Would an IABP improve flow across the left main coronary stenosis in our patient above? It seems to me unlikely, but an IABP does provide some degree of satisfaction for the operators that we are taking no chances. In reality, IABP does little in terms of increasing myocardial perfusion. Therefore, for ischemia, the IABP would work only through the reducing oxygen demand. However, an IABP might assist in maintaining perfusion pressure to other zones (none in this case, but other patients might have intermediate stenoses in the RCA). An IABP has a potential to increase collateral flow9 and has the potential to provide perfusion in distal arteries, which are not critically narrowed.
Some surgeons and anesthesiologists request an IABP as part of preoperative stabilization prior to induction of anesthesia for high-risk coronary surgery. Our patient might qualify under this request. However, before inserting the IABP for elective indications, it is worthwhile to quickly consider the contraindications, which include aortic dissection, aortic aneurysm, aortic insufficiency, coagulopathy, potential for sepsis and peripheral vascular disease.
Returning to our patient with the left main stenosis who was very stable, it was clear that an operation was needed soon. Since he likely had this narrowing for weeks beforehand, the patient could be urgently scheduled (as opposed to dire emergency). If the patient remains stable, he certainly can go to the operating room without an IABP and a decision to have one inserted made at the time of surgery, so that the induction of anesthesia (with the possibility of transient hypotension) will go smoothly. Others recognize the fact that the IABP will do nothing to improve perfusion and that careful induction of anesthesia and preparation prior to manipulation of heart at surgery is required.
In any patient with left main stenosis who is unstable, an IABP is indicated, barring any contraindications and that cardiogenic shock, hypotension, and arrhythmias should be treated with all measures to reduce ischemia and move to coronary artery bypass surgery emergently.
Our bottom line for the IABP is that it has the potential to increase flow across stenoses which are only moderately narrowed. Critical lesions do not really obtain benefit from diastolic pressure augmentation and these patients are improved through afterload reduction and potential collateral perfusion improvement rather than direct augmentation of flow. Our stable left main patient did not get an IABP. Surgery was uncomplicated and he is pain-free on his last clinic visit six weeks later.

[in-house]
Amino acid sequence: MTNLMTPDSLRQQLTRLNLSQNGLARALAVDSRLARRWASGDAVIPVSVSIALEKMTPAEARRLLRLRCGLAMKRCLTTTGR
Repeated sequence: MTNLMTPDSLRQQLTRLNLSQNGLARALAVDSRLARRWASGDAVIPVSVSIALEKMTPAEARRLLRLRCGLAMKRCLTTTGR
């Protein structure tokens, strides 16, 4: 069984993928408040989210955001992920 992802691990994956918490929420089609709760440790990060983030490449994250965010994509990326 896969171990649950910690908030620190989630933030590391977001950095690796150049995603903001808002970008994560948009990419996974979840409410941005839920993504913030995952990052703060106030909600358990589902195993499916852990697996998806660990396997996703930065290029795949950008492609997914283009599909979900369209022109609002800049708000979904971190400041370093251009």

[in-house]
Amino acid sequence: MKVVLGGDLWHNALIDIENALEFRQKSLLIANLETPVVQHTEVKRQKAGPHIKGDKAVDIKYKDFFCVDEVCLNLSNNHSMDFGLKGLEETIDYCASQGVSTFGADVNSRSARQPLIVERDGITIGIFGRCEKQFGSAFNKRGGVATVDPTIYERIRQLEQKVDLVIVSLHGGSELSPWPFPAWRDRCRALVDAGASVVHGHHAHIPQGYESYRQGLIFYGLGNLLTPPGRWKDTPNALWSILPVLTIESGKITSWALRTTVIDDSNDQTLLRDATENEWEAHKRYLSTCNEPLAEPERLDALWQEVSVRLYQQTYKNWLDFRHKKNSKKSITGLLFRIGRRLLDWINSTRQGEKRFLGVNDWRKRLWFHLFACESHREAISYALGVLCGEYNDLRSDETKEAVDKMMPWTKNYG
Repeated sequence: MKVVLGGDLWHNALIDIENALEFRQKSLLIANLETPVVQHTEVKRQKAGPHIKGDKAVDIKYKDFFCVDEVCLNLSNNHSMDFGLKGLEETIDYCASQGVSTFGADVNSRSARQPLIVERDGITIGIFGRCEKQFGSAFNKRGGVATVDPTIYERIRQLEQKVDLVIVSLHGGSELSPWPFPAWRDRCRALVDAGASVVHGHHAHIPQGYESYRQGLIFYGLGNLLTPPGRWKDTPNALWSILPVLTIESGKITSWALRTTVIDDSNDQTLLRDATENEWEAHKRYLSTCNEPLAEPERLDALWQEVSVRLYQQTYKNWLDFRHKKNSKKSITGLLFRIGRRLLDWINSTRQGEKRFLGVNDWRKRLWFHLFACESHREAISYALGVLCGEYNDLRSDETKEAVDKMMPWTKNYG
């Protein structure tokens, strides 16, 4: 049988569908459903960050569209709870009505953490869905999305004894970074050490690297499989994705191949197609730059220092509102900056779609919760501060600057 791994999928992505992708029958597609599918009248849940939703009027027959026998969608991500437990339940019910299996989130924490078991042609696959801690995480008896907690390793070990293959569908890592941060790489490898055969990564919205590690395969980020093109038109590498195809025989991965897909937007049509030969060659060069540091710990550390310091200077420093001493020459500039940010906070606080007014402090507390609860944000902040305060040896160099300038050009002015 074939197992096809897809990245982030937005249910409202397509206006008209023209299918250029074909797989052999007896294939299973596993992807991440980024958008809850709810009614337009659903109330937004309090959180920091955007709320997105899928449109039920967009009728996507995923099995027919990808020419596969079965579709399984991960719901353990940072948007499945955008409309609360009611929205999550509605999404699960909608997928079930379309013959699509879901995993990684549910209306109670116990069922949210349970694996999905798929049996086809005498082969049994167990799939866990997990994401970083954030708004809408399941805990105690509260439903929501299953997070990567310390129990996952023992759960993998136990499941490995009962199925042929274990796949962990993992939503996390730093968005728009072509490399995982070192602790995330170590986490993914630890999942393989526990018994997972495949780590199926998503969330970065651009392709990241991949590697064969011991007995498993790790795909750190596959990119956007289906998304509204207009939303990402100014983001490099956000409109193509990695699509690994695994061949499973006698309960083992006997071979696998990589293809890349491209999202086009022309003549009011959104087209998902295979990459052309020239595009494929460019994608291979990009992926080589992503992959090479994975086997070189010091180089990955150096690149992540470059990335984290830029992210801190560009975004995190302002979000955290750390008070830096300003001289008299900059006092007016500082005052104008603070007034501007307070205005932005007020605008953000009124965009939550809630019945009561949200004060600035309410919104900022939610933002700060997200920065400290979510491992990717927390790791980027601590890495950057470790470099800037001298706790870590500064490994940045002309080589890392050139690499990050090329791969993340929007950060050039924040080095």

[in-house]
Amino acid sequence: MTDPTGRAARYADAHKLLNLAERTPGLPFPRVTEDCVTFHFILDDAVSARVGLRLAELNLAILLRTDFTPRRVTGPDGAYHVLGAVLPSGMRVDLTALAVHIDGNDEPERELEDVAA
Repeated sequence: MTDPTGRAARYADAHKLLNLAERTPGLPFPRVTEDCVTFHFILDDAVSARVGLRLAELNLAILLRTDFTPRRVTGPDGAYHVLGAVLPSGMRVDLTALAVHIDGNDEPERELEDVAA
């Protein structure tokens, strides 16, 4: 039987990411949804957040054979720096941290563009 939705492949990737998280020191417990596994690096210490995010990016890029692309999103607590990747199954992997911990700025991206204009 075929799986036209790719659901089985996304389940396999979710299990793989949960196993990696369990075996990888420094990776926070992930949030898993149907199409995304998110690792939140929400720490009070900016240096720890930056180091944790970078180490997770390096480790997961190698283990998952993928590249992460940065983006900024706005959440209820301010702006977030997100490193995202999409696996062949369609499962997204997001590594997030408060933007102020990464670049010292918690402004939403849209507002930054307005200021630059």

1. Kern MJ, Aguirre F, Tatineni S, et al. Enhanced coronary blood flow velocity during intra-aortic balloon counterpulsation in critically ill patients. J Am Coll Cardiol 1993;21:359–368.
2. Kern MJ, Aguirre F, Bach R, et al. Augmentation of coronary blood flow by intra-aortic balloon pumping in patients after coronary angioplasty. Circulation 1993;87:500–511.
3. Yoshitani, et al. AHJ, effects of IABP on coronary pressure in patients stenotic coronary arteries. Am Heart J 2007;154:725–731.
4. Holmes D, Velappan P, Kern MJ. Coronary pressure notch: an early non-hyperemic visual indicator of the physiologic significance of a coronary artery stenosis. J Invasive Cardiol 2005;16:617–620.
5. Briguori C, Sarais C, Pagnotta P, et al. Elective versus provisional intra-aortic balloon pumping in high-risk percutaneous transluminal coronary angrioplasty. Am Heart J 2003;145:700–707.
6. Briguori C, Airoldi F, Chieffo A, et al. Elective versus provisional intraaortic balloon pumping in unprotected left main stenting. Am Heart J 2006;152:565–572.
7. Mishra S, Chu WW, Torguson R, et al. Role of prophylactic intra-aortic balloon pump in high-risk patients undergoing percutaneous coronary intervention. Am J Cardiol 2006;98:608–612.
8. Vijayalakshmi K, Kunadian B, Whittaker VJ, et al. Intra-aortic counterpulsation does not improve coronary flow early after PCI in a high-risk group of patients: Observations from a randomized trial to explore its mode of action. J Invasive Cardiol 2007;19:339–346.
9. Flynn MS, Kern MJ, Donohue TJ, et al. Alterations of coronary collateral blood flow velocity during intra-aortic balloon pumping in patients. Am J Cardiol 1993;71:1451–1454.